Author Topic: mains power measurement (again)  (Read 1774 times)

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Offline djacobow

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mains power measurement (again)
« on: November 05, 2017, 11:45:54 am »
It seems every couple of years I want to measure the power consumed by mains devices.

A few years ago, I built a one-off that used a CT for current measurement, and the output of the power supply transformer for voltage measurement, going into the ADCs of a micro. It worked OK, but was a bug bulky mess because of the transformers.

More recently, I used an Allego hall effect device to measure current, and just assumed the voltage, for a crude device for power measurement (well, apparent power).

I've been looking at energy measurement IC's like this one: http://www.atmel.com/Images/Atmel-46002-SE-M90E26-Datasheet.pdf. It has many things I want: it has the ADCs built in, so I can just talk to it i2c/SPI, and it is designed to work with only a shunt resistor for current a voltage divider for voltage, and it can handle the negative swing of the voltage rail. But I wonder -- what is the proper way to hook one of these up to a uC? The chip must be floated on the AC neutral, which if I'm to directly connect to a uC, then that must share the same power rails. But I really would ilke isolation between the AC and my uC. I could isolate a SPI interface pretty easily, but then I still have to power this chip. Do I use some reasonable isolated power supply for the rest of the design and a crufty capacitive dropper type PSU just for this chip?

My design criteria are isolation, simplicity and compactness first, with price a second.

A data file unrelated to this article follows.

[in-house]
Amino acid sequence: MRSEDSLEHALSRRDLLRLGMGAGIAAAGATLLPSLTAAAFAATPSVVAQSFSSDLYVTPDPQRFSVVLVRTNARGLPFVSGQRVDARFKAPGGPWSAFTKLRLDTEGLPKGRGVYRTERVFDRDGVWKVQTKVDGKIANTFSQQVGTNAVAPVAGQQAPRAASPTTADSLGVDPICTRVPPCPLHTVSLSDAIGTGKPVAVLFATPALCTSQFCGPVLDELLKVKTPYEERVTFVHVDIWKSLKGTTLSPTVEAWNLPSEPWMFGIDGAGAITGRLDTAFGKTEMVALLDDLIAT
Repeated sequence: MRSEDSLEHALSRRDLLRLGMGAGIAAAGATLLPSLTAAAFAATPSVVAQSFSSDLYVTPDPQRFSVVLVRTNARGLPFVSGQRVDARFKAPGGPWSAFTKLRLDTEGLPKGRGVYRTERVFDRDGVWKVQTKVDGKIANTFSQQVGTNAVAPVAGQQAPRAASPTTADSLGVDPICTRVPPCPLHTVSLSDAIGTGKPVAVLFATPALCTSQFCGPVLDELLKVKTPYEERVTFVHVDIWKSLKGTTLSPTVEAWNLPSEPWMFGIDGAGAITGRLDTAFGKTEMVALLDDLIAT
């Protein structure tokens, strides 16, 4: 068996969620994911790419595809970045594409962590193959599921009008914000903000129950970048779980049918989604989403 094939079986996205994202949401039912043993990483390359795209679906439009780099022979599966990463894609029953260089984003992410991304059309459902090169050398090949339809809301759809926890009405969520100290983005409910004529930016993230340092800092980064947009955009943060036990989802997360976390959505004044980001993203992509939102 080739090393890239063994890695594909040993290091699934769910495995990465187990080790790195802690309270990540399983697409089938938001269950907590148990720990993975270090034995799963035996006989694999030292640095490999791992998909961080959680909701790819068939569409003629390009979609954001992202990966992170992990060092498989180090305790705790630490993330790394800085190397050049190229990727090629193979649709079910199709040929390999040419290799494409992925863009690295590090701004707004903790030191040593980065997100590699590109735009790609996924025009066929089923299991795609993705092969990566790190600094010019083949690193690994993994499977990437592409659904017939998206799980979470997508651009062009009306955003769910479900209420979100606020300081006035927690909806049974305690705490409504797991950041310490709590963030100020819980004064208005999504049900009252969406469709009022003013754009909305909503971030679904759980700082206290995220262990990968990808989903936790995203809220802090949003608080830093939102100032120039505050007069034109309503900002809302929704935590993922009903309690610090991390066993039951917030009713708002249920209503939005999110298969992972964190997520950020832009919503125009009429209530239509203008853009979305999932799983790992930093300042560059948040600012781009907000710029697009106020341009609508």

How do people who know what they are doing build isolated power meters?
 

Offline ovnr

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Re: mains power measurement (again)
« Reply #1 on: November 05, 2017, 11:55:46 am »
"It depends".

You could have the micro on the mains side too, and just isolate the comms to/from that. There are also SPI and I2C isolators. Incidentally the device you linked does SPI and RS232, not I2C.


If you just want a simple solution: Grab something like the ADUM5211 for RS232 or ADUM5411 for SPI. They provide 30mA of isolated power (plenty for a energy metering AFE) + signalling, all in one chip.
 

Offline IanB

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Re: mains power measurement (again)
« Reply #2 on: November 05, 2017, 12:15:00 pm »
Why wouldn't you use a Kill A Watt? It must surely be cheaper than anything you can make yourself?
I'm not an EE--what am I doing here?
 

Offline djacobow

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Re: mains power measurement (again)
« Reply #3 on: November 05, 2017, 01:55:51 pm »
Why wouldn't you use a Kill A Watt? It must surely be cheaper than anything you can make yourself?

I need something that I can physically embed in existing small appliances. This is for an instrumented kitchen/home science project. I don't want a meter hanging off the plug and I don't want a display.

I've seen the kill-a-watt devices modified and the process looks pretty janky to me. And the guts of the kill-a-watt have changed more than once; your can't crack one open and already expect it to be a certain way
 

Offline djacobow

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Re: mains power measurement (again)
« Reply #4 on: November 05, 2017, 02:00:00 pm »